Trying to go through life on our own is both exhausting and lonely. Allowing ourselves to need others may feel like weakness.  However, it’s in those moments where we’ve reached the end of ourselves and receive a supportive hand that we can begin to experience freedom, depth, perspective, grace and transformative love.

We need people in our lives who are committed to friendship — some for short seasons and others for the long haul. Friends who see us, fight for us, call us out and help us course-correct when we’ve lost our way.

The tribe of women in my life remind me who I am when I need it most.  When I feel lost, overwhelmed, tapped out, overjoyed, or heart broken, my girlfriends meet me in the midst of it all and hold space for me.

When I was too stubborn to admit I was settling for mediocre in a bad relationship, the women in my life sat me down (on multiple occasions) and courageously said they wanted more for me than what I was accepting.  My community opened me up to the idea that we all have blind spots, and we need others to help us see them so we don’t crash.

Living this way is not easy or glamorous.  In fact, it’s a road filled with a lot of bumps.  To allow ourselves to been seen in the depths of who we are means there’s going to be pain along the way.  Because no one is perfect.  And we all have our own issues—like André 3000 said, “I know you like to think your sh*t don’t stink—but lean a little bit closer—your roses still smell poo.”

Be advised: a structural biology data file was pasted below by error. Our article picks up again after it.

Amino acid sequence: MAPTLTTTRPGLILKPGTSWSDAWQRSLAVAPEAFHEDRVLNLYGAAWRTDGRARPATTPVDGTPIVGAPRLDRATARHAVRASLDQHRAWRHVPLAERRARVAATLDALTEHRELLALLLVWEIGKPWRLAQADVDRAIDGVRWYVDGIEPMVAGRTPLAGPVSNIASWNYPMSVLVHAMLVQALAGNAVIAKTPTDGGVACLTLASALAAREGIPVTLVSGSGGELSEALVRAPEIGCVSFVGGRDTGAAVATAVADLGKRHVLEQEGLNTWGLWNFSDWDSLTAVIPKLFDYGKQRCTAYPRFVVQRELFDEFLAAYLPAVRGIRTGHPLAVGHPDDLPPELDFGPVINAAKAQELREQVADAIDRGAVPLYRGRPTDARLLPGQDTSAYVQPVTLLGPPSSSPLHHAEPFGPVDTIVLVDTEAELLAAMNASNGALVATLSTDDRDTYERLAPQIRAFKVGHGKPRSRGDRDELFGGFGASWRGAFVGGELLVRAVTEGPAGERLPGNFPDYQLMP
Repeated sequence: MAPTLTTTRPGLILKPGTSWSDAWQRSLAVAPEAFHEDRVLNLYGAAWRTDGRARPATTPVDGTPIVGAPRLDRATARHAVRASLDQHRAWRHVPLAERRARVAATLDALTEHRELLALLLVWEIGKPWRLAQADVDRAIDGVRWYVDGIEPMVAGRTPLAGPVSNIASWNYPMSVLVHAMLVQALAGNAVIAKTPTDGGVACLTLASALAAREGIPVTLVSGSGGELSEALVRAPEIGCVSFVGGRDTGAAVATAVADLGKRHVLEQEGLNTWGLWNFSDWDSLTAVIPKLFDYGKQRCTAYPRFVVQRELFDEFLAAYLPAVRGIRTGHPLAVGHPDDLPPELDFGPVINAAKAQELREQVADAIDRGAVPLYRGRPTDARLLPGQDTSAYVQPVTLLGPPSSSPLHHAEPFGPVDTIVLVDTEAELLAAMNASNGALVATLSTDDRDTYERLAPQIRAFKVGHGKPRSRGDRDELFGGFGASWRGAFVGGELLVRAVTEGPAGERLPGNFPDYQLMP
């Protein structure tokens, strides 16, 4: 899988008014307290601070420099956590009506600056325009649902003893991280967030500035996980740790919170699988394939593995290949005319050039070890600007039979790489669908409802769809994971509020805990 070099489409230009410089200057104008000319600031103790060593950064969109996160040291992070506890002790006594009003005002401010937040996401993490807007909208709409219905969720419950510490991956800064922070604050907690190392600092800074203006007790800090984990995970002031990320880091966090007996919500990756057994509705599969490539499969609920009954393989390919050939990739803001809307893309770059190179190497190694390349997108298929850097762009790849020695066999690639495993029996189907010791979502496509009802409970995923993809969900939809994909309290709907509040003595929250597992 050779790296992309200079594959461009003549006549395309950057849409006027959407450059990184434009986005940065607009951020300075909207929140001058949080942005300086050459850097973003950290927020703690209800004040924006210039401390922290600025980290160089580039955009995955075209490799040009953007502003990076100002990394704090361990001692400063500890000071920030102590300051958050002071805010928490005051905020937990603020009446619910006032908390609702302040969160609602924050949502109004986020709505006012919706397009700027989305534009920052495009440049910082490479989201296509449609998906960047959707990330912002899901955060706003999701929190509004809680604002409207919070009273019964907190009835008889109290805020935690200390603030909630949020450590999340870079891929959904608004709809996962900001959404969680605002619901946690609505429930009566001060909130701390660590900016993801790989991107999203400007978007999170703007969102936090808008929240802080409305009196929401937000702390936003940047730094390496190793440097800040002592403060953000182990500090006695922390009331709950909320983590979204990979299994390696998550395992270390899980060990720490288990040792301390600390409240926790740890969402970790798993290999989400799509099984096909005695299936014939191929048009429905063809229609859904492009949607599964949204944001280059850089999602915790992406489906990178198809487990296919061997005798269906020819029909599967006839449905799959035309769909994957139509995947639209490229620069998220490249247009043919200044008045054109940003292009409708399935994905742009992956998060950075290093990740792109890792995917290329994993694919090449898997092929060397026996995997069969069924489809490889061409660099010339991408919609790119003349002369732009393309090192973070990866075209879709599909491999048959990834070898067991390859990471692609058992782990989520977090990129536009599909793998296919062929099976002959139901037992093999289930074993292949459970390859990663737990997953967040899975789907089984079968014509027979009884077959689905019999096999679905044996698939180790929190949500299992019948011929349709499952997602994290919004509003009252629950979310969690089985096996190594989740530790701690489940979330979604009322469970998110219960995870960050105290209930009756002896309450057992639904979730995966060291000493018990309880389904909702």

We’re all human.  We blow it countless times every single day.  Growth doesn’t mean perfection; it’s typically slow and full of fumbling forward.

Sometimes we try to do the best we can, while at other times we’re lazy and selfish and don’t want to put in the work.  And sometimes even when we’re trying our best, our best is still painful — not only to ourselves but to those closest to us.  Having a close community means there will be collateral damage on both ends at some point.

I’ve had my feelings hurt and been disappointed repeatedly by the people in my life I love the most.  But I have hurt and disappointed them too.  And we’ll probably be doing this to each other for the long haul.